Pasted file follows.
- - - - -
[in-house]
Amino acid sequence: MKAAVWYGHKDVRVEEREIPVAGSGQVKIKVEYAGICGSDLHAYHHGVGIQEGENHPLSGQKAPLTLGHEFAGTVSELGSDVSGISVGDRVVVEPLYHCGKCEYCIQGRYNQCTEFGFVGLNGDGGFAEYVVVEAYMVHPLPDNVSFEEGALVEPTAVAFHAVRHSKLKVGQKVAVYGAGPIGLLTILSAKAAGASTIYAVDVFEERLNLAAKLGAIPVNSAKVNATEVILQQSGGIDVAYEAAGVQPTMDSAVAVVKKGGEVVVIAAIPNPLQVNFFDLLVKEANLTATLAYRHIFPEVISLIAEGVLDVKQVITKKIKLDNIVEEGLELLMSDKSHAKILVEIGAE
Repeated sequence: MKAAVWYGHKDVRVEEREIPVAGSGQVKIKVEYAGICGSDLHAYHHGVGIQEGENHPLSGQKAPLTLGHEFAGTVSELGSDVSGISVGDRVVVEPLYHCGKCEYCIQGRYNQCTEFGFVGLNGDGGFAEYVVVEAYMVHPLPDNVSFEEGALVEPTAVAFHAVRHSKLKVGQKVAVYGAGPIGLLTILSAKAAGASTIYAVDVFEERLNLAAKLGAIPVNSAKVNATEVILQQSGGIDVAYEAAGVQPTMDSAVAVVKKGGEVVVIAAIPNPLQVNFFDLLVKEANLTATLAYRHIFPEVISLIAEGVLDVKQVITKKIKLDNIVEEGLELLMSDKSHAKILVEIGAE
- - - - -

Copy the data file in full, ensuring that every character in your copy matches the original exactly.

[in-house]
Amino acid sequence: MKAAVWYGHKDVRVEEREIPVAGSGQVKIKVEYAGICGSDLHAYHHGVGIQEGENHPLSGQKAPLTLGHEFAGTVSELGSDVSGISVGDRVVVEPLYHCGKCEYCIQGRYNQCTEFGFVGLNGDGGFAEYVVVEAYMVHPLPDNVSFEEGALVEPTAVAFHAVRHSKLKVGQKVAVYGAGPIGLLTILSAKAAGASTIYAVDVFEERLNLAAKLGAIPVNSAKVNATEVILQQSGGIDVAYEAAGVQPTMDSAVAVVKKGGEVVVIAAIPNPLQVNFFDLLVKEANLTATLAYRHIFPEVISLIAEGVLDVKQVITKKIKLDNIVEEGLELLMSDKSHAKILVEIGAE
Repeated sequence: MKAAVWYGHKDVRVEEREIPVAGSGQVKIKVEYAGICGSDLHAYHHGVGIQEGENHPLSGQKAPLTLGHEFAGTVSELGSDVSGISVGDRVVVEPLYHCGKCEYCIQGRYNQCTEFGFVGLNGDGGFAEYVVVEAYMVHPLPDNVSFEEGALVEPTAVAFHAVRHSKLKVGQKVAVYGAGPIGLLTILSAKAAGASTIYAVDVFEERLNLAAKLGAIPVNSAKVNATEVILQQSGGIDVAYEAAGVQPTMDSAVAVVKKGGEVVVIAAIPNPLQVNFFDLLVKEANLTATLAYRHIFPEVISLIAEGVLDVKQVITKKIKLDNIVEEGLELLMSDKSHAKILVEIGAE